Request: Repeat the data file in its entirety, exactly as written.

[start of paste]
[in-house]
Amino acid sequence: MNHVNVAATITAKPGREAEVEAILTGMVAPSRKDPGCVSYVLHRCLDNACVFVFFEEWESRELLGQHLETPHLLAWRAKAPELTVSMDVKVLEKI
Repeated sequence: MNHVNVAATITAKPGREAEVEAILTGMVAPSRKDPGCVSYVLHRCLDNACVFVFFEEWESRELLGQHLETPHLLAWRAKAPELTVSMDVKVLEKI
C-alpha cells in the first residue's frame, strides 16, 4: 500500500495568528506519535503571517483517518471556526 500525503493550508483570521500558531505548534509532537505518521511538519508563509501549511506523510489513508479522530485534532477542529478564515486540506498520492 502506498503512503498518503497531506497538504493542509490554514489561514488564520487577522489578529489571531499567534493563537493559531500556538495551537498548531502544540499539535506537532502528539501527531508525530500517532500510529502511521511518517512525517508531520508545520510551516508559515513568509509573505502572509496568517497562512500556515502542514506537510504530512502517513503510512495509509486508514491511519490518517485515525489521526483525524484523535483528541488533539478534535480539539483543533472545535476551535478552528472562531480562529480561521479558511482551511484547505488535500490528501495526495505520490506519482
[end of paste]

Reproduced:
[in-house]
Amino acid sequence: MNHVNVAATITAKPGREAEVEAILTGMVAPSRKDPGCVSYVLHRCLDNACVFVFFEEWESRELLGQHLETPHLLAWRAKAPELTVSMDVKVLEKI
Repeated sequence: MNHVNVAATITAKPGREAEVEAILTGMVAPSRKDPGCVSYVLHRCLDNACVFVFFEEWESRELLGQHLETPHLLAWRAKAPELTVSMDVKVLEKI
C-alpha cells in the first residue's frame, strides 16, 4: 500500500495568528506519535503571517483517518471556526 500525503493550508483570521500558531505548534509532537505518521511538519508563509501549511506523510489513508479522530485534532477542529478564515486540506498520492 502506498503512503498518503497531506497538504493542509490554514489561514488564520487577522489578529489571531499567534493563537493559531500556538495551537498548531502544540499539535506537532502528539501527531508525530500517532500510529502511521511518517512525517508531520508545520510551516508559515513568509509573505502572509496568517497562512500556515502542514506537510504530512502517513503510512495509509486508514491511519490518517485515525489521526483525524484523535483528541488533539478534535480539539483543533472545535476551535478552528472562531480562529480561521479558511482551511484547505488535500490528501495526495505520490506519482